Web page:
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What do clinicians consider when assessing chronic low back pain? A content analysis of multidisciplinary pain centre team assessments of functioning, disability, and health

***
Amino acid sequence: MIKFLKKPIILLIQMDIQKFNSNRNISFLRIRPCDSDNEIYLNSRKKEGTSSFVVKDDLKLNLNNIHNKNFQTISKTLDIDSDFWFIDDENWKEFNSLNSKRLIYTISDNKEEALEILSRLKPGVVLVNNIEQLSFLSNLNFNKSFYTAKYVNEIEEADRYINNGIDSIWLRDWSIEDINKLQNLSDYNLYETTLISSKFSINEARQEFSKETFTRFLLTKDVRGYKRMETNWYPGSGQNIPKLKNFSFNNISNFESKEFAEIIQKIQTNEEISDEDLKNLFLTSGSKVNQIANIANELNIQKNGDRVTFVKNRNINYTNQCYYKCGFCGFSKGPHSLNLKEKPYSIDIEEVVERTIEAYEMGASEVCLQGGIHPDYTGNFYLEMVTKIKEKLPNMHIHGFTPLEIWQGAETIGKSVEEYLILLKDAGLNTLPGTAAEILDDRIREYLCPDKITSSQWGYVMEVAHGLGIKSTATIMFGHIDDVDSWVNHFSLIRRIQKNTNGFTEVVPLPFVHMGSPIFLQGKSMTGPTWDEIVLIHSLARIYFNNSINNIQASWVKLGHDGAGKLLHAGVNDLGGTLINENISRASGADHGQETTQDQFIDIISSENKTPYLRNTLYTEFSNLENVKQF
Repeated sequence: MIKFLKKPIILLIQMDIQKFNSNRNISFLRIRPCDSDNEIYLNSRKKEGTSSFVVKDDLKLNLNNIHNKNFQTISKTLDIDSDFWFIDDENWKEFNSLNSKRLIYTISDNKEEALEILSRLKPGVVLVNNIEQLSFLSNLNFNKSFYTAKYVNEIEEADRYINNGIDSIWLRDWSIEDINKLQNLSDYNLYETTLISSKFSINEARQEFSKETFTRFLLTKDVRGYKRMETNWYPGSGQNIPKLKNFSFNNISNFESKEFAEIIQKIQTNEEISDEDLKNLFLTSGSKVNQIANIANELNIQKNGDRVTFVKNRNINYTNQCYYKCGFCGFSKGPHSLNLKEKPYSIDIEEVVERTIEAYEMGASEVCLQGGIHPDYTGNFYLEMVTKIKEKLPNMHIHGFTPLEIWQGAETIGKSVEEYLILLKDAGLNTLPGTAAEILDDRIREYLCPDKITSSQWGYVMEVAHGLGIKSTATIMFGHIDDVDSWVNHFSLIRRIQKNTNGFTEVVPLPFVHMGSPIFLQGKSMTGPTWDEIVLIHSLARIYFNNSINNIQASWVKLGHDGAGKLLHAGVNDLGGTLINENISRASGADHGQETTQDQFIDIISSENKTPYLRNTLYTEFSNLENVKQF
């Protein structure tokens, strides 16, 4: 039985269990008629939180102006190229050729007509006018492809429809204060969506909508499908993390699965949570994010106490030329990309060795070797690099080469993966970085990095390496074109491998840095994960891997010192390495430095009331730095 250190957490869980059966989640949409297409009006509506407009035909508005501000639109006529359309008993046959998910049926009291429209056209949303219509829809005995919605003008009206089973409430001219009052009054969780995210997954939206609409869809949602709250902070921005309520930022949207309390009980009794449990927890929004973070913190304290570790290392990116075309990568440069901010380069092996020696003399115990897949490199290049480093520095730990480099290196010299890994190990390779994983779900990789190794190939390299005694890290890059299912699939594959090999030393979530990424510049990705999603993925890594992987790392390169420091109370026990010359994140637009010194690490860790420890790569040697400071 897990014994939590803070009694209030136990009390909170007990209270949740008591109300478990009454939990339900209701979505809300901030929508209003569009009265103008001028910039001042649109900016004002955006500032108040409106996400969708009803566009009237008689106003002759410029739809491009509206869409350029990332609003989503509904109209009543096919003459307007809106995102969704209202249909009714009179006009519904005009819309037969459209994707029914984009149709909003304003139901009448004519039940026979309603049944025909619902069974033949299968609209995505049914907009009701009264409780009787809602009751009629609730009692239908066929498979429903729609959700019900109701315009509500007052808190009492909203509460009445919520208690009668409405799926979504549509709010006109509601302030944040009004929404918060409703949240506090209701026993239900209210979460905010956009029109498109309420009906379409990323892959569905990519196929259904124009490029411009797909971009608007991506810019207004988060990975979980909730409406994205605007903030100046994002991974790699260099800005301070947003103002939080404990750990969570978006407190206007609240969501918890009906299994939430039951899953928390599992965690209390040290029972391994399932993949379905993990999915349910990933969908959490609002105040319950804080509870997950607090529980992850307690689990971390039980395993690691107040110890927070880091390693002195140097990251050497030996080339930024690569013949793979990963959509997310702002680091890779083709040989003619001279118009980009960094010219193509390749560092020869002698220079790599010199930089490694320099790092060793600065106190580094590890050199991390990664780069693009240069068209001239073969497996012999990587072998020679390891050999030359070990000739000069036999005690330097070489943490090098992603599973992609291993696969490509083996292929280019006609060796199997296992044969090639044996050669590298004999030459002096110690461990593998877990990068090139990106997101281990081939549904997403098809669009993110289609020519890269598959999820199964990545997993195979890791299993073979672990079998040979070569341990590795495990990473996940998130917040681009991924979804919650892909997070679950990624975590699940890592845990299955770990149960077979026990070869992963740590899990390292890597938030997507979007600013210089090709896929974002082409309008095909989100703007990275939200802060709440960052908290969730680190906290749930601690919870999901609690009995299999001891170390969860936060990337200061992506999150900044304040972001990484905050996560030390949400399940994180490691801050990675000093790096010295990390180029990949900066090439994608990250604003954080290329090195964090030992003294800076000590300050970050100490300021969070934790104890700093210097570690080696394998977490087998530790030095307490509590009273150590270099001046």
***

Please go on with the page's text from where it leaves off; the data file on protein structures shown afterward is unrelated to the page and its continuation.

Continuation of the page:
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Bagraith, Karl S.a,b,c,d,*; Strong, Jennyb,d; Meredith, Pamela J.d,e; McPhail, Steven M.f,g PAIN: October 2018 - Volume 159 - Issue 10 - p 2128–2136 doi: 10.1097/j.pain.0000000000001285 Clinical Note aInterdisciplinary Persistent Pain Centre, Gold Coast Hospital and Health Service, Gold Coast, Queensland, Australia bOccupational Therapy Department, Royal Brisbane and Women's Hospital, Brisbane, Queensland, Australia cProfessor Tess Cramond Multidisciplinary Pain Centre, Royal Brisbane and Women's Hospital, Brisbane, Queensland, Australia dOccupational Therapy, School of Health and Rehabilitation Sciences, The University of Queensland, Brisbane, Queensland, Australia eOccupational Therapy, School of Health, Medical and Applied Sciences, Central Queensland University, Rockhampton, Queensland, Australia fCentre for Functioning and Health Research, Metro South Health, Brisbane, Queensland, Australia gInstitute of Health and Biomedical Innovation, School of Public Health and Social Work, Queensland University of Technology, Brisbane, Queensland, Australia Corresponding author. Address: Interdisciplinary Persistent Pain Centre, 2 Investigator Dr, Robina, Gold Coast, Queensland 4226, Australia. Tel.: +61756686825; fax: +61756809539. E-mail address: (K.S. Bagraith). Sponsorships or competing interests that may be relevant to content are disclosed at the end of this article. Supplemental digital content is available for this article. Direct URL citations appear in the printed text and are provided in the HTML and PDF versions of this article on the journal's Web site ( Received January 26, 2018 Received in revised form May 10, 2018 Accepted May 13, 2018 PAIN: October 2018 - Volume 159 - Issue 10 - p 2128–2136 doi: 10.1097/j.pain.0000000000001285 Clinical Note Global Year 2018 Abstract In Brief Author Information Beyond expert suggestions as to the appropriate subject matter for chronic pain assessments, little is known about the actual content of multidisciplinary pain centre (MPC) clinical assessments. The International Classification of Functioning, Disability and Health Low Back Pain Core Set (ICF LBP-CS) provides a universal language to support the consistent description of LBP-related assessments across disciplines within multidisciplinary teams (MDTs). This study sought to map the content of MPC clinical assessments to the ICF to: (1) identify and compare the content of clinical MDT assessments using a cross-disciplinary framework and (2) examine the content validity of the LBP-CS. A qualitative examination of MPC team clinical assessments of chronic low back pain was undertaken. Multidisciplinary team (pain medicine, psychiatry, nursing, physiotherapy, occupational therapy, and psychology) assessments were audio-recorded and transcribed. Concepts were extracted from transcripts using a meaning condensation procedure and then linked to the ICF. Across 7 MDT assessments, comprised 42 discipline-specific assessments and 241,209 transcribed words, 8596 concepts were extracted. Contextual factors (ie, the person and environment), except for physiotherapy, accounted for almost half of each discipline's assessments (range: 49%-58%). Concepts spanned 113 second-level ICF categories, including 73/78 LBP-CS categories. Overall, the findings revealed novel insights into the content of MPC clinical assessments that can be used to improve health care delivery. International Classification of Functioning, Disability and Health–based assessment profiles demonstrated unique contributions from each discipline to chronic low back pain assessment. Finally, users of the LBP-CS can be confident that the tool exhibits sound content validity from the perceptive of MDT assessments of functioning, disability, and health. Back to Top | Article Outline 1. Introduction Chronic low back pain (CLBP) affects approximately 1 in 5 people34 and is the most frequently reported condition in patients attending Multidisciplinary Pain Centers (MPCs).42 On entering MPCs, patients commonly undergo a multidisciplinary team (MDT) assessment to ascertain their functioning problems and guide treatment planning; an approach originally championed by Bonica.41 Multidisciplinary pain centre assessments typically entail input from multiple professionals, including pain medicine physicians, psychiatrists, nurses, psychologists, occupational therapists, and physiotherapists.28 Generally, each professional conducts their assessments independently, with findings integrated at a case conference.54 Beyond expert suggestions as to the appropriate subject matter for chronic pain assessments,22,32,59 little is known about the actual content and focus of MPC clinical assessments. Multidisciplinary pain centre professionals use differing frames of reference to guide and document their assessments,37 which often hampers interdisciplinary collaboration.31 Similarly, understanding each team member's contribution to MDT assessments remains a challenge because of discipline-specific terminology.52 The International Classification of Functioning, Disability and Health (ICF) provides a universal language and standard framework for functioning and health.60 This ICF is considered to be a Rosetta Stone,53 crossing disciplinary, contextual, and geographic boundaries, harmonising the description of patient functioning.10 The ICF has been recommended as a basis for pain practice55 and is guiding the Initiative on Methods Measurement and Pain Assessment in Clinical Trials (IMMPACT).51 With over 1400 categories, the ICF is exhaustive and impractical for use in its entirety.53 To operationalise the ICF in daily pain practice, salient selections of categories have been compiled for various conditions, the so-called ICF Core Sets.19 The 78-category Low Back Pain Core Set (LBP-CS) includes “as few categories as possible to be practical, but as many as necessary to be sufficiently comprehensive to describe in a comprehensive multidisciplinary assessment the typical spectrum of problems in functioning of patients (with CLBP)” [19(p9); 21]. The LBP-CS has been put forth as a practical tool to permit consistent description of patient functioning across disciplines, facilitating more effective interdisciplinary communication and better integrated care.49 The LBP-CS was compiled by experts through a formal decision-making and consensus process19,21 that considered evidence from preparatory studies.12,25,56 Despite the potential benefits afforded by use of the LBP-CS, it has been suggested that clinical practice uptake is less than ideal.1,15,50,58 One potential reason for limited utilisation may be inadequate evidence regarding the LBP-CS's content validity.36 Whether the LBP-CS is sufficiently comprehensive to cover diverse health professional's perspectives, or more importantly, the content of multidisciplinary clinical assessments, remains unanswered. Bagraith and Strong5 provided proof-of-concept that the content of clinical MPC assessments can be mapped to the ICF, with each discipline's assessment described using the same ICF-based yardstick. This study sought to map the content of MPC clinical assessments to the ICF to: (1) identify the content and focus of clinical MDT assessments using a cross-disciplinary framework and (2) examine the content validity of the LBP-CS from the perspective of clinical MDT assessments of functioning, disability, and health. Back to Top | Article Outline 2. Methods 2.1. Overview This study entailed a qualitative examination of the routine MDT assessments undertaken by patients attending a tertiary-referral MPC at a metropolitan hospital in Australia. As part of routine practice, patients attending the MPC for a rehabilitation program underwent an MDT assessment on day 1 of the program. The MDT consisted of pain medicine (in Australia, Pain Medicine is recognised as a medical speciality in its own right []. A career in pain medicine is generally obtained by qualifying as a Fellow of the Faculty of Pain Medicine, Australian and New Zealand College of Anaesthetists. Fellowship of this multidisciplinary medical academy is an “add-on” specialist degree. Fellows also have a specialist qualification in one of the participating specialties [eg, anaesthesia or rheumatology]), psychiatry, nursing, physiotherapy, occupational therapy, and psychology disciplines. Each discipline was allocated up to 50 minutes to assess patients, with patients undergoing 6 separate successive assessments (1 for each discipline) as part of their MDT assessment. For the purposes of this study, clinicians audio-recorded their assessments using a small MP3 device. As a complementary data collection strategy, the chart notes for the pain medicine and physiotherapy assessments were reviewed to further capture the physical examinations of these 2 disciplines' assessments (eg, palpation of structures, reflex tests, and assessment of gait pattern). The study was approved by the Royal Brisbane and Women's Hospital and The University of Queensland human research ethics committees. Back to Top | Article Outline 2.2. Participants 2.2.1. Patients Patients who met the following criteria were eligible to participate: (1) nonspecific LBP16 of >3-month duration as the primary reason for attendance, (2) aged 18 years or older, (3) able to read and write English, and (4) no known cognitive deficits. Patients meeting these eligibility criteria were invited to participate in the study on arriving at the MPC and before commencement of their MDT assessment. Consenting patients provided written informed consent and their background details. Participant's diagnosis was available before MDT assessment through their medical practitioner referral and affirmed, to be in line with Chou et al.'s16 criteria for chronic nonspecific LBP, by reviewing the ensuing MDT assessment, inclusive of physical examinations. Participants were recruited to maximize variation in sex, age, marital status, and employment status, according to the principals of maximum variation sampling,43 to enhance the diversity of findings that were likely to arise from MDT assessments. Back to Top | Article Outline 2.2.2. Clinicians This study took place within the context of routine service delivery to enhance generalisability; ie, MPC clinical procedures and processes were not altered for the research study. Hence, all the MPC's clinicians were eligible and invited to participate. To be included in the study, each clinician was required to provide written informed consent and details regarding their experience and expertise. Back to Top | Article Outline 2.3. Procedure for extracting and linking concepts to the International Classification of Functioning, Disability and Health Audio-recordings were transcribed verbatim. The concept extraction and linking process reported by Bagraith and Strong5 was implemented. In brief, the meaning condensation procedure described by Kvale40 was applied. Transcripts were read and divided into meaning units. Meaning units comprised discrete segments of text, not necessarily related to grammatical conventions, that were discerned to be related to a common theme.38 From each meaning unit, identified concepts, one or more, were extracted and documented. The ICF-Linking Rules18,20 were then applied to link-extracted concepts to the ICF, and where possible to second-level ICF categories. Each concept could be linked to more than one ICF category if necessary to suitably represent the concept. The concept extraction and linking process was also applied to the objective physical examination information extracted from the pain medicine and physiotherapy chart notes (eg, from the meaning unit “obj/gait Ax—moderately antalgic,” the concept of “objective assessment of gait pattern” was identified, which was linked to b770 gait pattern functions). A senior pain occupational therapist (K.S.B.) independently undertook the concept extraction and linking procedure with additional reference to a guideline developed by the ICF Research Branch. K.S.B. had previously undertaken training in the ICF and the procedure for linking health information to the ICF. In addition, K.S.B. had previous experience with linking clinical assessments to the ICF.5,11 A research diary was used throughout analyses to enhance methodological rigour by providing context for decisions on application of the ICF linking rules.48 To assess methodological rigour, a peer-review process was undertaken, whereby a second investigator (J.S., who had experience with qualitative analysis2 and the linking of MDT assessments to the ICF5) independently extracted concepts from 2 of the MDT assessments and linked them to the ICF. To further examine the validity of the findings, clinician member checking was undertaken following the concept extraction and linking procedures.23 Clinicians were asked to rate the extent to which: (1) the extracted concepts represented their assessment focus, (2) the linked ICF categories represented the extracted concepts, and (3) the linked ICF categories represented their typical assessments. Clinicians undertook the member checking process for one of their recorded assessments. Back to Top | Article Outline 2.4. Sample size The number of patients recruited to the study was determined by data saturation, which refers to the point where no additional information is obtained from the data.46 Data saturation is the most frequently used criterion for determining sample size in ICF-linking studies.26,61 For the purpose of this study, data saturation was considered to be achieved when no new second-level ICF categories were identified from 2 consecutive MDT assessments. After each participant's MDT assessment was linked to the ICF, data saturation was assessed. If data saturation was not achieved, a further participant was sampled, as detailed in section 2.2.1, and their MDT assessment was linked to the ICF. This process was repeated until data saturation was achieved. Because of the use of maximum variation sampling and the time required to perform the linking process outlined in section 2.3, participants were not necessarily consecutive patients being assessed by the MPC MDT. Back to Top | Article Outline 2.5. Data analysis The relative distribution of ICF-linking outcomes for extracted concepts was examined in relation to: (1) the total number of concepts extracted from each MDT assessment and (2) the total number of concepts extracted from all MDT assessments. The linking outcomes were: not covered in the ICF (eg, assessment of a patient's knowledge regarding an assessor's role in pain management), not defined in the ICF (ie, encompassed within the framework but not able to be linked to a specific component; eg, assessment of general functioning), and linked to an ICF component or category (eg, assessment of driving limitations, which was linked to d475 driving). The absolute frequency of linkage of each ICF category was also calculated. Comparisons between disciplines were made in terms of the components and categories that accounted for their assessments. The content validity of a LBP-CS category was considered confirmed if it was linked in at least one MDT assessment. Categories that were linked, and are not included in the LBP-CS, were considered potentially relevant if they were linked in at least 2 MDT assessments. Cohen's nominal kappa was used to quantify the interrater reliability of the multiple linking that occurred as part of the peer-review process. Bootstrap resampling (1000 replications) was used to generate 95% confidence intervals for kappa. All analyses were performed with Microsoft Excel 2010 and IBM SPSS v23.0. Back to Top | Article Outline 3. Results Saturation was achieved with MDT assessments of 7 patients (3 females and 4 males; see Table 1 for patient's background details). Table 2 outlines the characteristics of the MDT assessments, which were inclusive of 42 separate assessments (ie, each of the 7 patients underwent pain medicine, psychiatry, nursing, physiotherapy, occupational therapy, and psychology assessments). In total, the multidisciplinary assessments were between 3:18 and 5:31 hours in duration, with 241,206 words recorded across all assessments. The pain medicine, psychiatry, nursing, physiotherapy, occupational therapy, and psychology assessments were undertaken by 6, 3, 4, 2, 4, and 4 different clinicians, respectively. Each of the 23 clinicians (19 females) had experience in chronic pain management (0.5-16 years of practice) and rated their expertise 3 or higher (median: 4) on a 5-point scale (that ranged from 1 = low and 5 = excellent).39 They were all familiar with their role in the team, having been members of this particular MPC for at least 3 months (range: 0.25-12 years). Table 1 Table 1 Table 2 Table 2 Across all the MDT assessments, a total of 8596 concepts were extracted (Table 2). Of these, 334 (3.9%) were not covered within the ICF and 270 (3.1%) were designated as “not definable.” The remaining 7992 (93.0%) concepts were linked to the ICF. International Classification of Functioning, Disability and Health–linkable concepts spanned 113 second-level categories, inclusive of 31 body function, 5 body structure, 38 activity and participation, and 39 environmental factor categories. Table 3 details the distribution of linked concepts in relation to the LBP-CS. Inspection of Table 3 reveals that 73/78 comprehensive LBP-CS categories were assessed, including 19/19 body function, 5/5 body structure, 26/29 activity and participation, and 23/25 environmental factor categories. The most frequently linked categories within the body functions, body structures, activity and participation, and environmental factor components were b280 (sensation of pain), s760 (structure of trunk), d920 (recreation and leisure), and e310 (immediate family), respectively. Table 4 provides a list of 35 second-level categories that were assessed in at least 2 MDT assessments and are not contained in the LBP-CS. Carrying out daily routine (d230) accounted for the highest proportion of concepts linked to non–LBP-CS categories (16.6%). Table 3-a Table 3-a Table 3-b Table 3-b Table 4 Table 4 Figure 1 illustrates the focus of each discipline, as well as the collective MDT, in terms of the ICF components. Contextual factors (ie, the person and environment), except for physiotherapy, accounted for almost half of each discipline's assessments across the 7 patients (range: 49%-58%). Further details regarding the assessment of specific personal factor aspects are provided in supplementary Table S1 (available online at Notably, assessment of body structures was limited; accounting for 4% of physiotherapy, 2% of pain medicine, and 1% of the collective MDT assessments. Figure 1 Figure 1 Good interrater reliability17 (kappa = 0.72; 95% confidence interval: 0.67-0.76) was observed for the assessments that were subjected to the peer-review multiple rating procedure. The clinician member checking analyses (see supplementary Table 2, available online at supported the internal and external validity of the findings. Back to Top | Article Outline 4. Discussion This study sought to identify the content of MDT assessments using the ICF and to examine the content validity of the LBP-CS from the perspective of MDT assessments. Almost all the concepts extracted from the MDT assessments were ICF-linkable, facilitating description and comparison of assessments using the cross-disciplinary language and universal framework provided by the ICF. The findings provide novel insights into the content of MPC MDT assessments of patients with CLBP and reveal the unique contribution of each discipline to such assessments. The LBP-CS was shown to exhibit sound content validity from the perceptive of MDT assessments, with 73/78 LBP-CS categories confirmed. The present work demonstrated the utility of the ICF as a Rosetta Stone53 for describing MDT assessments of CLBP. Traditionally, aggregating and comparing the assessment foci of different disciplines has been challenging because of the dissimilar terminology and frameworks inherent across disciplines in MDTs.27,30,31,33,44 Accordingly, beyond expert suggestions as to the appropriate subject matter for chronic pain assessments,22,32,59 little was known about the actual content and focus of MPC MDT clinical assessments. The present findings provide evidence that different disciplines' clinical assessments of CLBP can be readily reconciled using the ICF's common language.5 The present results are the first to combine and display MPC MDT assessments using a common yardstick, and accordingly, considerably extend understanding regarding the content and focus of actual MPC clinical assessments of CLBP. Inspection of the ICF-based profiles reveals numerous novel and important insights into MPC clinical practice. Of such insights, 2 examples are particularly noteworthy. First, the results suggest that MPC MDTs assess personal factors and body structures more and less, respectively, than other ICF domains. Second, immediate family (e310), sensation of pain (b280), and products or substances for personal consumption (e110), as the 3 most frequently assessed areas, seem particularly important for MPC MDT assessment of CLBP. Aspects of these findings are consistent with established evidence regarding important contributors to CLBP-related functioning and provide reassurance that routine clinical practice assessments are aligned with the evidence base. For example, the importance of coping styles/strategies in chronic pain has been established,45 and the significant focus on coping strategies/styles revealed in the present findings (ie, the second most frequently assessed personal factor category; linked 437 times) is reassuring. On the other hand, future research is warranted to understand the perceived value of factors identified as especially important in this study, eg, immediate family (e310), for which the evidence base is still emerging.13,14 The potential of the ICF for clarifying team member roles has been posited52; however, the usefulness of the ICF for elucidating the actual contributions of team members to multidisciplinary assessments had yet to be substantiated before the present report. The present findings are the first to demonstrate that each discipline (ie, pain medicine, psychiatry, nursing, physiotherapy, occupational therapy, and psychology) makes unique contributions to the MDT assessment of CLBP when considering their overall focus across the spectrum of functioning, disability, and health. However, assessment duplication was also observed across each ICF domain. Feedback from the team suggests that aspects of the assessment duplication may be attributable to rapport building (eg, assessment of areas, such as pain interference, that patients expect to be assessed by each discipline) and collection of collateral information to enhance discussion at MDT meetings. On the other hand, it was noted that overlap may also represent redundancy and opportunities to improve efficiency and reduce patient burden. To this end, 2 applications of ICF-based profiles of MPC MDT clinical assessments seem worthwhile. First, use of ICF-based profiles to compare the focus of each discipline to identify duplication in clinical assessments. Second, use of ICF-based profiles to identify disciplines most suited to assess segments of ICF Core Sets. For example, with respect to these 2 applications, the profiles from this study suggest that within MPCs, there may be duplication across pain medicine and physiotherapy when assessing motor reflex functions (b750). Based on a review of the assessment profiles and skill sets, MPCs may consider allocating the assessment and rating of b750 to physiotherapists, thereby, extricating pain medicine resourcing for redistribution to maximise value from their specialised skill set. Discipline-specific allocation of ICF Core Set categories may also enhance practice uptake of the ICF by minimising implementation burden and providing context for application of user guides.3,9 Extending the presented ICF-linking approach to generate profiles of other MPC input (eg, management decisions) is recommended to understand the broader utility of this method and potentially provide further insights to guide improvements in the efficiency and effectiveness of health care delivery. In previous studies, the LBP-CS has been shown to be inclusive of physicians'29 and physiotherapists'39 perspectives, sourced from Delphi studies, regarding important aspects of functioning as well as physicians' work capacity reports47 and physiotherapists' assessment templates.24 However, each of these previous LBP-CS valuation studies has important methodological limitations. Delphi methods rely on retrospective accounts and opinion-based judgements, while assessment templates and reports represent abbreviated or summarised versions of assessments. The present findings extend understanding of the LBP-CS's content validity, demonstrating that the LBP-CS is sufficiently comprehensive to describe the typical spectrum of problems in functioning considered in a comprehensive multidisciplinary assessment of CLBP. Of note, the present findings provide initial validation evidence for the LBP-CS from the perspectives of disciplines that were not represented within the committee selecting LBP-CS categories (ie, nursing and psychology). Taken together with existing psychometric evidence,4,6–8,21,39,55 the present results suggest that the LBP-CS is likely to have good utility for supporting MDTs to guide and document their assessments using the standard cross-disciplinary language provided by the ICF.35 Although generally supportive of the LBP-CS's content validity, the present findings highlight opportunities to improve the LBP-CS. For example, from the activity and participation component, 11 categories that are not contained in the LBP-CS were assessed in more than one patient. Of these, 4 (d230, d520, d720, and d855) were linked over 15 times. Further research into the importance of categories identified as potentially relevant in this study is necessary to understand their usefulness for consideration of inclusion in LBP-CS revisions. Two study limitations merit consideration when interpreting the present findings. First, the study was conducted within the context of routine clinical practice. Although this approach is advantageous with respect to external validity, not all the participating clinicians considered themselves to be experts. The extent to which this may have influenced findings is unclear, and future comparisons between expert clinician assessments and those undertaken in routine practice may be worthwhile to understand any meaningful differences. Second, although the used methodological approach provides a comprehensive account of assessments, it cannot be considered a complete account of the clinical assessment process. For instance, information gathered by clinicians from preassessment chart reviews was not captured. In conclusion, this study provided novel insights into the content of clinical MPC team assessments of CLBP and provided evidence to support the content validity of the LBP-CS from the perceptive of MDT assessments. The generated ICF-based profiles of MPC assessments identified new opportunities to improve health care delivery and demonstrated the unique contribution of each discipline to such assessments. The present findings also suggest that users of the LBP-CS can be more confident that the tool mostly represents the aspects of functioning and contextual factors that MDTs consider when assessing patients with CLBP. Future research into the assessment practices of MPCs from other contexts is warranted to expand on the present findings. Back to Top | Article Outline Conflict of interest statement The authors have no conflict of interest to declare. Supported by grants from the Royal Brisbane and Women's Hospital Foundation, Australian NHMRC Centre for Clinical Research Excellence in Spinal Pain, Injury and Health, and Allied Health Professions' Office of Queensland. S.M. McPhail was supported by a National Health and Medical Research Council (of Australia) fellowship. These agencies did not provide input on any aspect of the study, decision to publish, manuscript preparation, or submission. Back to Top | Article Outline Acknowledgements The authors are grateful to the patients and clinicians for their participation. They are also appreciative of the input provided by Dr Libby Gibson and Emeritus Professor Roland Sussex during the early phase of this study. The authors are thankful for the training materials provided by the ICF Research Branch in collaboration with the WHO-FIC CC in Germany (at DIMDI). The authors also acknowledge the support provided to K.S.B. for the conduct of this work as part of the RBWH Cramond Fellowship in Pain Management and Occupational Therapy. Back to Top | Article Outline Supplemental digital content Supplemental digital content associated with this article can be found online at Back to Top | Article Outline References [1]. Alvarezz AS. The application of the International Classification of Functioning, Disability, and Health in Psychiatry: possible reasons for the lack of implementation. Am J Phys Med Rehabil 2012;91(13 suppl 1):S69–73. Cited Here... [2]. Andrews NE, Strong J, Meredith PJ, Gordon K, Bagraith KS. “It's very hard to change yourself”: an exploration of overactivity in people with chronic pain using interpretative phenomenological analysis. PAIN 2015;156:1215–31. Cited Here... [3]. Australian Institute of Health and Welfare (AIHW) 2003. ICF Australian User Guide. Version 1.0. Disability Series. AIHW Cat. No. DIS 33. Canberra: AIHW. 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